Raising EITC would boost state’s economy for all

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Now is the time to make fundamental changes in the state’s playbook to increase the economic well-being of all Michiganders. What we have been doing for decades has left too many households struggling, even when the economy by traditional measures was booming, as evidenced by nearly four in 10 Michigan households unable to pay for basic necessities in our robust 2019 economy.

It is clear that mid-course adjustments in what we have been doing is not the path to achieving a rising income for all. Rather, we should identify the state policy levers that can have the highest impact on ending Michigan’s two-tier economy, and then go big in pivoting to a new approach to building a market economy that as it grows benefits all.

Let’s start with greatly expanding the Earned Income Tax Credit. For example, expanding the state credit from 6% to 60% of the federal credit would increase the average state credit from $150 to $1,500.

The EITC is pro work and an incentive to go back to work. Nearly six in 10 Michigan jobs pay less than what is required for a family of three to be middle class ($47,000). The pandemic made clear that these low-wage workers live paycheck to paycheck not because they are irresponsibly buying “unnecessary” luxuries, but because they are in low-wage jobs that leave them struggling to pay for the necessities. The reality is that most of those struggling economically, in good times and bad, are hard-working Michiganders who like us get up every day and work hard to earn a living.

What these lower-wage workers need most is income, not programs.

In an op-ed for USA Today entitled “To cut poverty and solve the labor shortage, enhance the Earned Income Tax Credit,” Kevin Seifert, vice president of the American Idea Foundation, a nonprofit headed by former Speaker of the House Paul Ryan, writes:

“Since 1975, the Earned Income Tax Credit has proven to be one of the federal government’s most effective poverty-fighting programs and enhancing the credit is one of the best ways Congress can ensure a strong, bottom-up recovery from the pandemic. A common-sense expansion of the EITC is precisely the medicine the U.S. economy needs to return to full health.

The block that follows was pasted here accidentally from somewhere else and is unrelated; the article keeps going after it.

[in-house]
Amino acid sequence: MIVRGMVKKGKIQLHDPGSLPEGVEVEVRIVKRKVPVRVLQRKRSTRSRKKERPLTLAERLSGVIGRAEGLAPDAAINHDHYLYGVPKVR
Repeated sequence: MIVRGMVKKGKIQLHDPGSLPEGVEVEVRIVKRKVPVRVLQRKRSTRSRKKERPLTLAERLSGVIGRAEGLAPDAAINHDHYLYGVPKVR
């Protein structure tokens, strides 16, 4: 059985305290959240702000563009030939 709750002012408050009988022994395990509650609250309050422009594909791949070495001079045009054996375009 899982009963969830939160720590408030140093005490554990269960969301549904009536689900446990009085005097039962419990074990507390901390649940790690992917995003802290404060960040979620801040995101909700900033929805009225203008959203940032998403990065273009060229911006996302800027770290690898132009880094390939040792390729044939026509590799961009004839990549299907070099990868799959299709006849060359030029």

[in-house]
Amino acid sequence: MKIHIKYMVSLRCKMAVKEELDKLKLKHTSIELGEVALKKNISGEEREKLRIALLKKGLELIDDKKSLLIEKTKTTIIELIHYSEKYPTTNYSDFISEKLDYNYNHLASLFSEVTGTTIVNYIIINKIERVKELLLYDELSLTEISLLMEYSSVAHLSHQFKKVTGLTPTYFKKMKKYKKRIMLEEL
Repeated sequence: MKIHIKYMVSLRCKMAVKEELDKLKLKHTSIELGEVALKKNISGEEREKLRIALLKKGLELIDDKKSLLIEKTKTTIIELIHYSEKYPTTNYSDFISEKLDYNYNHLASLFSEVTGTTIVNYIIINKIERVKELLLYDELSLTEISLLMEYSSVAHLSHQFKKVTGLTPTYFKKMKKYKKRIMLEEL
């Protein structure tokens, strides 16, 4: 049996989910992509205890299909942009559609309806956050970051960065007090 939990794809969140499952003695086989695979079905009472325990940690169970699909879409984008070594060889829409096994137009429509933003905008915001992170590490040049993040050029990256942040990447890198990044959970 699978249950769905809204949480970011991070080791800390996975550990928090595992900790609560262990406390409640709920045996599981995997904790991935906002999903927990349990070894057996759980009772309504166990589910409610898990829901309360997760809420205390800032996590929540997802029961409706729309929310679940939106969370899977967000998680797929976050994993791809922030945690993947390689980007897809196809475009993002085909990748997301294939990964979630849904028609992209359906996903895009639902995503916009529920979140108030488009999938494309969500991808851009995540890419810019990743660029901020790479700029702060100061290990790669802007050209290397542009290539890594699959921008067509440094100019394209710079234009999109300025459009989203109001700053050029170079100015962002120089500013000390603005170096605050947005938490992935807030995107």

“… For millions of Americans with lower incomes, because of the Earned Income Tax Credit, the more they earn, the larger the benefit they receive. The EITC’s intentional design not only helps employers and their employees but it directly aids families and their children as well. The benefit helps society’s most vulnerable and because it is tied to earnings, it reinforces the values that come with a steady paycheck.”

Seifert is right when he writes that the EITC benefits workers, their families and employers. Employers benefit from the incentives to work more, including incentivizing people to return to work, and from the increased demand for local goods and services.

The federal EITC was signed into law by President Gerald Ford in 1975.

To encourage greater participation in the workforce, the EITC is based on earned income, such as salaries and wages. Workers receive the credit beginning with their first dollar of earned income; the amount of the credit rises with earned income until it reaches a maximum level and then begins to phase out at higher income levels. The EITC is “refundable,” which means that if it exceeds a low-wage worker’s income tax liability, the IRS will refund the balance.

Research indicates that families mostly use the EITC to pay for necessities, repair homes, maintain vehicles that are needed to commute to work, and in some cases, obtain additional education or training to boost their employability and earning power.

Michigan enacted a state EITC in 2006 at 20% of the federal credit. In 2011, the Michigan EITC was reduced to 6% of the federal credit. In 2019, 738,000 Michigan households received the state EITC with an average benefit of $150, for a total cost of $111 million.

In Kent County, 44,000 households (14%) received the EITC in 2019 at an average federal credit of $2,367 and average state credit of $142. The combined state and federal credits increased recipients’ purchasing power by $111 million. Raising the state tax credit to a 60% match would add another $63 million in purchasing power to the families of hard-working Kent  County residents.

Thirty-plus states, as well as Washington, D.C., offer state EITCs. Of the states with refundable credits and a match for the federal credit, Michigan has the fourth-lowest match. The highest match is 85% in California but only for very low-income earners. Of the states with a match for all federal EITC-eligible households, Maryland currently has the highest match at 45% and D.C. has the highest match for childless households at 100%.

If Michigan is serious about having a market economy that as it grows benefits all, now is the time for Michigan to move from the bottom to the top of states’ EITC.

Lou Glazer is president of Michigan Future Inc.

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